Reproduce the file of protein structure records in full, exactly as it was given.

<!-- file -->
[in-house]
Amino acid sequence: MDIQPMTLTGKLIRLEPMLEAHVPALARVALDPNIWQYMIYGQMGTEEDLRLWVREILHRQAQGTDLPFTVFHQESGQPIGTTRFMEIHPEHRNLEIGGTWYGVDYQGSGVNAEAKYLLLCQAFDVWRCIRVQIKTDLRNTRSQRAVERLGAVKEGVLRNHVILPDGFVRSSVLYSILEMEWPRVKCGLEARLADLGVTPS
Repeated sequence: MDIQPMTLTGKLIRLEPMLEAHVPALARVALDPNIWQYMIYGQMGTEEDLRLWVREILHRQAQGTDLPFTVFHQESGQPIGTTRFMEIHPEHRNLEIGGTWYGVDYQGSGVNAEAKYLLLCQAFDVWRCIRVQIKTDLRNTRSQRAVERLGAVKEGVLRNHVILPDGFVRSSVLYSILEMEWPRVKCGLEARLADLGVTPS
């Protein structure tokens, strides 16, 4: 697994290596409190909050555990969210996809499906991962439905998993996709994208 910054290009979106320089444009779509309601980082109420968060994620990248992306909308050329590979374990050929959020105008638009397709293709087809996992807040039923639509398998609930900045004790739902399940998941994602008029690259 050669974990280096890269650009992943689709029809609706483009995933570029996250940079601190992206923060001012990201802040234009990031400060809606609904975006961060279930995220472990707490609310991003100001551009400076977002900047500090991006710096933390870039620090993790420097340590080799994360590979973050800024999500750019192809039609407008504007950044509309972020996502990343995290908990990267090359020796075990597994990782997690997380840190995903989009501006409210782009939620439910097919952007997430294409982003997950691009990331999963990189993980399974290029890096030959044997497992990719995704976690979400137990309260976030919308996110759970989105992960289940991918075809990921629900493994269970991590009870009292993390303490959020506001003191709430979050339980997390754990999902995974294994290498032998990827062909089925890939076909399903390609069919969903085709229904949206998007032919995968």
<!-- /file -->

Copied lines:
[in-house]
Amino acid sequence: MDIQPMTLTGKLIRLEPMLEAHVPALARVALDPNIWQYMIYGQMGTEEDLRLWVREILHRQAQGTDLPFTVFHQESGQPIGTTRFMEIHPEHRNLEIGGTWYGVDYQGSGVNAEAKYLLLCQAFDVWRCIRVQIKTDLRNTRSQRAVERLGAVKEGVLRNHVILPDGFVRSSVLYSILEMEWPRVKCGLEARLADLGVTPS
Repeated sequence: MDIQPMTLTGKLIRLEPMLEAHVPALARVALDPNIWQYMIYGQMGTEEDLRLWVREILHRQAQGTDLPFTVFHQESGQPIGTTRFMEIHPEHRNLEIGGTWYGVDYQGSGVNAEAKYLLLCQAFDVWRCIRVQIKTDLRNTRSQRAVERLGAVKEGVLRNHVILPDGFVRSSVLYSILEMEWPRVKCGLEARLADLGVTPS
């Protein structure tokens, strides 16, 4: 697994290596409190909050555990969210996809499906991962439905998993996709994208 910054290009979106320089444009779509309601980082109420968060994620990248992306909308050329590979374990050929959020105008638009397709293709087809996992807040039923639509398998609930900045004790739902399940998941994602008029690259 050669974990280096890269650009992943689709029809609706483009995933570029996250940079601190992206923060001012990201802040234009990031400060809606609904975006961060279930995220472990707490609310991003100001551009400076977002900047500090991006710096933390870039620090993790420097340590080799994360590979973050800024999500750019192809039609407008504007950044509309972020996502990343995290908990990267090359020796075990597994990782997690997380840190995903989009501006409210782009939620439910097919952007997430294409982003997950691009990331999963990189993980399974290029890096030959044997497992990719995704976690979400137990309260976030919308996110759970989105992960289940991918075809990921629900493994269970991590009870009292993390303490959020506001003191709430979050339980997390754990999902995974294994290498032998990827062909089925890939076909399903390609069919969903085709229904949206998007032919995968």